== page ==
Pittsburgh Pirates: Adam Frazier’s Unsluggish Sluggish Start

dslusser
PITTSBURGH, PA - APRIL 03: Adam Frazier #26 of the Pittsburgh Pirates hits an RBI single in the second inning against the St. Louis Cardinals at PNC Park on April 3, 2019 in Pittsburgh, Pennsylvania. (Photo by Justin K. Aller/Getty Images)
PITTSBURGH, PA - APRIL 03: Adam Frazier #26 of the Pittsburgh Pirates hits an RBI single in the second inning against the St. Louis Cardinals at PNC Park on April 3, 2019 in Pittsburgh, Pennsylvania. (Photo by Justin K. Aller/Getty Images) /
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Adam Frazier has started off the 2019 seasons slow for the Pittsburgh Pirates, but his underlying batted ball numbers indicate his results should’ve been better.

Entering games on May 3rd, Pittsburgh Pirates second baseman Adam Frazier is hitting just .245/.321/.327 with a .290 wOBA.  The 27-year-old after the first month of the season is walking at a 9.1 percent clip and struck out just 13.6 percent of the time.  He’s making contact, just not seeing any results so far, and both my own model (est_wOBA) and Baseball Savant’s xwOBA indicate that he should have better results:

Adam Frazier’s Career
YearPAwOBAest_wOBAxwOBA
20161600.3350.3370.327
20174540.3220.3250.329
20183520.3430.3450.315
20191100.2900.3330.354

This isn’t meant to be used a predictor of the future, it’s a descriptor of what happened, or the probability of what was to happen.  One of the downsides this season is that Frazier only has one batted ball with a home run probability (based on exit velocity, launch angle, and spray angle) greater than 90 percent.  His second highest home run probability was at 32.8 percent, and the result of the batted ball was a double.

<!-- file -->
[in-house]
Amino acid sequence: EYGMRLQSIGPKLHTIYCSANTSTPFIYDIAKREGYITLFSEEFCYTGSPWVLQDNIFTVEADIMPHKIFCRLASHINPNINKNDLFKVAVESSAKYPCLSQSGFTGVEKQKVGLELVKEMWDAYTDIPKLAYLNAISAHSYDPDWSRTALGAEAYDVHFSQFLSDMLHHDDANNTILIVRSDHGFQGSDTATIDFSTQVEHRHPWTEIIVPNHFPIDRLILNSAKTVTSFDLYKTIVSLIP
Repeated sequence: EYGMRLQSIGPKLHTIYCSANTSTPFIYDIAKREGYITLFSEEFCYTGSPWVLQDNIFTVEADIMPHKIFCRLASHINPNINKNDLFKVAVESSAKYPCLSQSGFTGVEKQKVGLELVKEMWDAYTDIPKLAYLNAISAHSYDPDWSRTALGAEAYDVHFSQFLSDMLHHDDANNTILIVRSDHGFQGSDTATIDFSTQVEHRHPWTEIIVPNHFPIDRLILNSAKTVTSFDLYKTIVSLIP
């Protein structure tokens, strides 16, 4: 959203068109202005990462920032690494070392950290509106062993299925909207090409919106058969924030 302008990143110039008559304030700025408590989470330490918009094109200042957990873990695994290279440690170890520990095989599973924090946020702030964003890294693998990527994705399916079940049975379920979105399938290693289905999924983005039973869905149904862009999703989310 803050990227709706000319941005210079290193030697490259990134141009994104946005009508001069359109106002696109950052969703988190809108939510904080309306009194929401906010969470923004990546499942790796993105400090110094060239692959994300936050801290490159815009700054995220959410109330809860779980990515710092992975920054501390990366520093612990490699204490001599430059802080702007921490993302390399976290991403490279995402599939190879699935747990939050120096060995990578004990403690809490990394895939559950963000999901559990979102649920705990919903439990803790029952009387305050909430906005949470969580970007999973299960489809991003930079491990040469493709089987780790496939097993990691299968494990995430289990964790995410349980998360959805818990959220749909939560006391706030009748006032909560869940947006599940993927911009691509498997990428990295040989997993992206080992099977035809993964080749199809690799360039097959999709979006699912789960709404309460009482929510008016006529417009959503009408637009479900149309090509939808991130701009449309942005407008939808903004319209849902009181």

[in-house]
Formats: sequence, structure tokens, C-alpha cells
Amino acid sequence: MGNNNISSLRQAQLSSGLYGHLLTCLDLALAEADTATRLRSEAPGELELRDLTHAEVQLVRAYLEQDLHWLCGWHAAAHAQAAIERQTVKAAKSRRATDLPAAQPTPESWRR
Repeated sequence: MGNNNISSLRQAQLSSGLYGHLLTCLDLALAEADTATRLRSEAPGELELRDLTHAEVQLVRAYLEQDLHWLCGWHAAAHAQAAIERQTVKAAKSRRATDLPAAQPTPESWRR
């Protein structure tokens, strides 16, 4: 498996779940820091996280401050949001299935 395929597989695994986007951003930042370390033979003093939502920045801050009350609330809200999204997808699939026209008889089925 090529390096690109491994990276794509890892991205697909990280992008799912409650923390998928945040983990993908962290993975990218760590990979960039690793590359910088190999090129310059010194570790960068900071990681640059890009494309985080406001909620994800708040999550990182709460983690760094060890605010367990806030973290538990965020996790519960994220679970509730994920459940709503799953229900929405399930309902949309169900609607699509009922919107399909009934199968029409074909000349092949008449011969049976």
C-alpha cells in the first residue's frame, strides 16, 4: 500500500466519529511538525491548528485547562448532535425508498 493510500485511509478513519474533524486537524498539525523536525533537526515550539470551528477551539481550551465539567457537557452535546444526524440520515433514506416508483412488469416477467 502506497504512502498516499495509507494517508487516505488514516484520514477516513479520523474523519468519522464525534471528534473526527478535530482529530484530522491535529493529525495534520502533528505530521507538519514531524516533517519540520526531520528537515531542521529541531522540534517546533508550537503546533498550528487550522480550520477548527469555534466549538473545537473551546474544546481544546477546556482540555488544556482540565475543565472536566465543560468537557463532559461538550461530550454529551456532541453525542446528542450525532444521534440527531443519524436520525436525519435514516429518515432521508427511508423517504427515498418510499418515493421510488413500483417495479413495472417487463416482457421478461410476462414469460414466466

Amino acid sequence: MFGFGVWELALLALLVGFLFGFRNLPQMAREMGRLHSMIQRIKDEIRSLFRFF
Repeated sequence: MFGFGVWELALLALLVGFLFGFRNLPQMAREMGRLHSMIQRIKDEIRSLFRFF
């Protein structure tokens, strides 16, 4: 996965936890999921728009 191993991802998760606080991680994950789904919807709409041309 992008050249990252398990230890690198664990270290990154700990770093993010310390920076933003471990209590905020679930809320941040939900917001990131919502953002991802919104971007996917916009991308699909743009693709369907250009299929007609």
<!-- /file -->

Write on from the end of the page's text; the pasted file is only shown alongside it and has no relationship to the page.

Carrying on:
While Frazier’s average exit velocity is just 86.1 miles per hour, it illustrates the dangerous of using an average, especially one month into the season.  Frazier’s median exit velocity is 88.6 miles per hour, and 60 percent of Frazier’s batted balls have been hit harder than his average exit velo, a skewed left distribution.  Here’s the density plot of all of Frazier’s 84 batted balls in the first month of the season with the dashed line representing the mean:

While his median exit velocity is 2.5 miles per hour higher than his average exit velocity, it is still 1.7 miles per hour lower than the league median.  But what Frazier is doing is hitting balls in launch angle and spray angle (where on the field the ball is hit).  Despite his .290 wOBA being 27 points below the league mark, Frazier’s est_wOBA is eight points higher than the league (.325).  While it’s not great, Frazier’s underlying batted ball data makes him look more like a league average hitter.  Summing the probabilities of each event provides the season long outcomes:

Adam Frazier’s 2019 Season
ActualEstimatedDifference
1B18.020.0-2.0
2B5.06.1-1.1
3B0.00.8-0.8
HR1.01.6-0.6

While it is only 4.5 hits more than what he has, this early four hits makes a large difference, especially adding a half a home run, a triple, and a double.  That difference is enough to take Frazier from well below average to about a league average hitter.  Here’s an interactive spray chart with the color detailing the exit velocity, and hovering over each point provides the probability for each hit outcome.

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It’s early on in the season, and it’s a small sample of 84 batted balls and 110 plate appearances.  But Frazier’s early season struggles don’t line up with where his underlying batted ball measurements indicate what his results should’ve been.  It’s not a predictive measurement, rather a descriptive one, but his est_wOBA is more inline with a league average bat so far this season.  He’s struggling in terms of the results, but if he holds this pattern of batted balls, results should eventually come. This would be a welcomed boost to the Pittsburgh Pirates lineup.

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